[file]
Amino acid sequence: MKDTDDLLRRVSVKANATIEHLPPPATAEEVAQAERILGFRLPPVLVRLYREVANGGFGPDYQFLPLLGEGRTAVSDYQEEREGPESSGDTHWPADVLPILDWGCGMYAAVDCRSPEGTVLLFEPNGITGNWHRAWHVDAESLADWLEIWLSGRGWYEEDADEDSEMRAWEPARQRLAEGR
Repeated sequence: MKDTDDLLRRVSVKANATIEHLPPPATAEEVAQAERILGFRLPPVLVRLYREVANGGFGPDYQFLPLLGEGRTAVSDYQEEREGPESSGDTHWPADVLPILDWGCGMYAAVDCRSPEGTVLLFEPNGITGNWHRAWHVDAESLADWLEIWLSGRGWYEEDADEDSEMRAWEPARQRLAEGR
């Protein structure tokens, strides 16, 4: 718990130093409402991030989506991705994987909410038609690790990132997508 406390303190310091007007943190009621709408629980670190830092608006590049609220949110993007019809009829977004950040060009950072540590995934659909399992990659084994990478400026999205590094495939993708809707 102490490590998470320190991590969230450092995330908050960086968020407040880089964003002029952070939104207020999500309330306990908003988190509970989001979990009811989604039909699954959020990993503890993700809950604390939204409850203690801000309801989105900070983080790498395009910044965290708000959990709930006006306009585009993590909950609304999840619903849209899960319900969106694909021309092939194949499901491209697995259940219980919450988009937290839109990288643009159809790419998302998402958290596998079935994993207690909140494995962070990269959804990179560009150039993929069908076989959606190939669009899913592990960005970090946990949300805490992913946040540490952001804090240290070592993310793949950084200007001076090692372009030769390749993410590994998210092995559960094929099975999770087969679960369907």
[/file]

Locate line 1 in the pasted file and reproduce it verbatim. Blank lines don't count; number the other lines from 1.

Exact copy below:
Amino acid sequence: MKDTDDLLRRVSVKANATIEHLPPPATAEEVAQAERILGFRLPPVLVRLYREVANGGFGPDYQFLPLLGEGRTAVSDYQEEREGPESSGDTHWPADVLPILDWGCGMYAAVDCRSPEGTVLLFEPNGITGNWHRAWHVDAESLADWLEIWLSGRGWYEEDADEDSEMRAWEPARQRLAEGR